Hegel distinguished between three types of madness: idiocy,
madness proper or folly, and mania or frenzy; Ibid., at 21 (Hegel's Typology of
According to Hegel, madness proper "occurs when the
natural mind which is shut up within itself . . . acquires a definite content and
this content becomes a fixed idea . . . "; see Hegel's Philosophy of Mind,
1971, at 133-135 (The Second Main Form of Insanity--Madness Proper).
For Hegel's philosophy of lordship and bondage, see
G.W.F. Hegel, Phenomenology of Spirit, 1977, at 111-119 (Independence and
Dependence of Self-Consciousness: Lordship and Bondage), and 342-343 (man as a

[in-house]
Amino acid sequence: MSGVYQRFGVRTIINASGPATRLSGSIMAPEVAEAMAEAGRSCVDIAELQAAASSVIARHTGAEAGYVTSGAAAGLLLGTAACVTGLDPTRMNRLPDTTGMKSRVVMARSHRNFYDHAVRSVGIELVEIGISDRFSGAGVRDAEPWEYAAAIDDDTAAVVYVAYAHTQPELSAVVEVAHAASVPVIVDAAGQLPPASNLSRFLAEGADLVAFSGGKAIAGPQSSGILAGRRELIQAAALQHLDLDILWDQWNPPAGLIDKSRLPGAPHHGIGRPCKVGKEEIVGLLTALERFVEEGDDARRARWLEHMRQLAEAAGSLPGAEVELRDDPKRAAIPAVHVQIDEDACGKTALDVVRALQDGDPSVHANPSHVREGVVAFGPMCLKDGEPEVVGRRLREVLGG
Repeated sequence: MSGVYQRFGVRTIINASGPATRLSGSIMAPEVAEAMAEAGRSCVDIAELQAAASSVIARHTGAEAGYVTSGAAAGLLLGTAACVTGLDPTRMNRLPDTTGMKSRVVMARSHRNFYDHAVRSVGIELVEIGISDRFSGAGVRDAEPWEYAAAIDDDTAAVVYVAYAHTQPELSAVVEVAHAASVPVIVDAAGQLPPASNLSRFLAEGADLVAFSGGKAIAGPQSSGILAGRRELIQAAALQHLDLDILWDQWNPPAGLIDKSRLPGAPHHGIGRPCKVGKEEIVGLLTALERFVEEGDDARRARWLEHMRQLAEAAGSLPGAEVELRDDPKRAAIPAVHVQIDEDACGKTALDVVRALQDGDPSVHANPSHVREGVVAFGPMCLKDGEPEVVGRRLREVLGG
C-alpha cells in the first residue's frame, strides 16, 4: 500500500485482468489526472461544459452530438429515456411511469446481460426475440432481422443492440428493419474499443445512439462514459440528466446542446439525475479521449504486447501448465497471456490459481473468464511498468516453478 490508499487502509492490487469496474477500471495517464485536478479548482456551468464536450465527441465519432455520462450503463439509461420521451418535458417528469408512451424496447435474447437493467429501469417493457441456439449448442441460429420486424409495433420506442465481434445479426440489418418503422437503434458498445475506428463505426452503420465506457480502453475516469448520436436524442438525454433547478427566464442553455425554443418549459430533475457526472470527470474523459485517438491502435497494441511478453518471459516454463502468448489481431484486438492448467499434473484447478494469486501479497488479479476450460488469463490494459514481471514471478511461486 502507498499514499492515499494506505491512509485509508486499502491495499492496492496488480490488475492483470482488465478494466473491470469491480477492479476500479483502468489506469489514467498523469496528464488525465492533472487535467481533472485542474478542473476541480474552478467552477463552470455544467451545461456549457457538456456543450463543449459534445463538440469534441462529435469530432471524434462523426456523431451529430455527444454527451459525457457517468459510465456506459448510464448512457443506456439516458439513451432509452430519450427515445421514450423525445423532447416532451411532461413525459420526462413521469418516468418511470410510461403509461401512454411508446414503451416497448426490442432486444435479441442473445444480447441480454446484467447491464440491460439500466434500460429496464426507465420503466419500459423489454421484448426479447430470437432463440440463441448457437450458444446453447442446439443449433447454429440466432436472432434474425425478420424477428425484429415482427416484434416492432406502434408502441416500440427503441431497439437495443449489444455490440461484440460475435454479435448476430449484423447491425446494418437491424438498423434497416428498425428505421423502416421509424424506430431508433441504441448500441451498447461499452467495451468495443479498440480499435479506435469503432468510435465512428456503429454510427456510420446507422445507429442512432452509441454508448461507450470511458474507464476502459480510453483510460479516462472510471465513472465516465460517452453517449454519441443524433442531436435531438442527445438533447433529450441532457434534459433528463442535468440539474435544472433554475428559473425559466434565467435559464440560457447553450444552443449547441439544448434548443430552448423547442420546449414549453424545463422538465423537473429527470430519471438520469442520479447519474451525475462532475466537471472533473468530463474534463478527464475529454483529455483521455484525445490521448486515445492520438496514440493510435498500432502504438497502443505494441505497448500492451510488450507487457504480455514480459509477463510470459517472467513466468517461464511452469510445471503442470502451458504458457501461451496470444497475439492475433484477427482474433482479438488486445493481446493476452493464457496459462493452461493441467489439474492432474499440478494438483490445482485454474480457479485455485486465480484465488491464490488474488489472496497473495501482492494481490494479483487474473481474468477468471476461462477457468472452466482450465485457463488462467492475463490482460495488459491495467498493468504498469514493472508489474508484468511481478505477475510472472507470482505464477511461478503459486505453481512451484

"Thing"; being-in-and-for-self and being-for-another).
See Ecclesiastes 9:11.
On the death instinct, see Sigmund Freud, On
Metapsychology,Vol. 11, compiled and edited by Angela Richards, 1955, 1957, 1958,
1961, 1962, 1964, 1984, at 311 (death instinct) and 316 (life and death instincts).
See Immanuel Kant, Religion Within the Limits of Reason
Alone, translated with an Introduction and Notes by Theodore M. Greene and Hoyt H.
Hudson, with an essay by John R. Silber, 1934, 1960, at 15-39 (The Radical Evil in Human
Nature), especially 32.
Ibid., at 25 (wickedness).
Ibid., at 32 (radical evil).
Kant's expression; Ibid., at 32.
Ibid., at 33 ("insidiousness of the human
heart (dolus malus)").
The quotes are from Kant's discussion of "deliberate guilt
(dolus)"; Ibid., at 33.
Kant's expression; Ibid., at 33 ("innate
|MADNESS IN CAPITALISM
MODEL OF THE UNHEALTHY ECONOMIC SOUL--BASED ON HEGEL'S PHILOSOPHY